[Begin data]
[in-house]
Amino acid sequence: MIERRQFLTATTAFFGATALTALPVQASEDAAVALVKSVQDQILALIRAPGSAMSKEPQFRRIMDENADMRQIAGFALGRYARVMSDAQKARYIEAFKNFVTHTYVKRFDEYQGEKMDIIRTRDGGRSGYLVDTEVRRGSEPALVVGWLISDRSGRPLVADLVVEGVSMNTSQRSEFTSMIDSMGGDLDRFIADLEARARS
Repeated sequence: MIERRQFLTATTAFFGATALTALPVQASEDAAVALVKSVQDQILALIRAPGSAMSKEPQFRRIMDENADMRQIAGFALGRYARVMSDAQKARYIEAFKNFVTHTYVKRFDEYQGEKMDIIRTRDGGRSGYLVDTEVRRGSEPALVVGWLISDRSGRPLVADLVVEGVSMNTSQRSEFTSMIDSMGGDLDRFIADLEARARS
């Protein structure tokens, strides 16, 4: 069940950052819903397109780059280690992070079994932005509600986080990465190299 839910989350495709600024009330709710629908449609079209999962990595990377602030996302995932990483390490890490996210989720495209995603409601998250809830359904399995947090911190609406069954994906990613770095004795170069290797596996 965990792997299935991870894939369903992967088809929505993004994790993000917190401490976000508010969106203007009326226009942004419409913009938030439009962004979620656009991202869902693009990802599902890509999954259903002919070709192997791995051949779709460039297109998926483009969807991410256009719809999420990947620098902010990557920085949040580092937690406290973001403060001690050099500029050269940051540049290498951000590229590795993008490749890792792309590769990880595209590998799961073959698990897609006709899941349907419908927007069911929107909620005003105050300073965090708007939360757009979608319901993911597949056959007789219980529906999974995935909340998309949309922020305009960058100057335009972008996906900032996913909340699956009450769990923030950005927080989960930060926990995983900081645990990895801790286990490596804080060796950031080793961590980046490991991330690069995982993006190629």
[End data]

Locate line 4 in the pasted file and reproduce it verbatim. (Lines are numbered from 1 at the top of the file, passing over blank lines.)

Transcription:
């Protein structure tokens, strides 16, 4: 069940950052819903397109780059280690992070079994932005509600986080990465190299 839910989350495709600024009330709710629908449609079209999962990595990377602030996302995932990483390490890490996210989720495209995603409601998250809830359904399995947090911190609406069954994906990613770095004795170069290797596996 965990792997299935991870894939369903992967088809929505993004994790993000917190401490976000508010969106203007009326226009942004419409913009938030439009962004979620656009991202869902693009990802599902890509999954259903002919070709192997791995051949779709460039297109998926483009969807991410256009719809999420990947620098902010990557920085949040580092937690406290973001403060001690050099500029050269940051540049290498951000590229590795993008490749890792792309590769990880595209590998799961073959698990897609006709899941349907419908927007069911929107909620005003105050300073965090708007939360757009979608319901993911597949056959007789219980529906999974995935909340998309949309922020305009960058100057335009972008996906900032996913909340699956009450769990923030950005927080989960930060926990995983900081645990990895801790286990490596804080060796950031080793961590980046490991991330690069995982993006190629």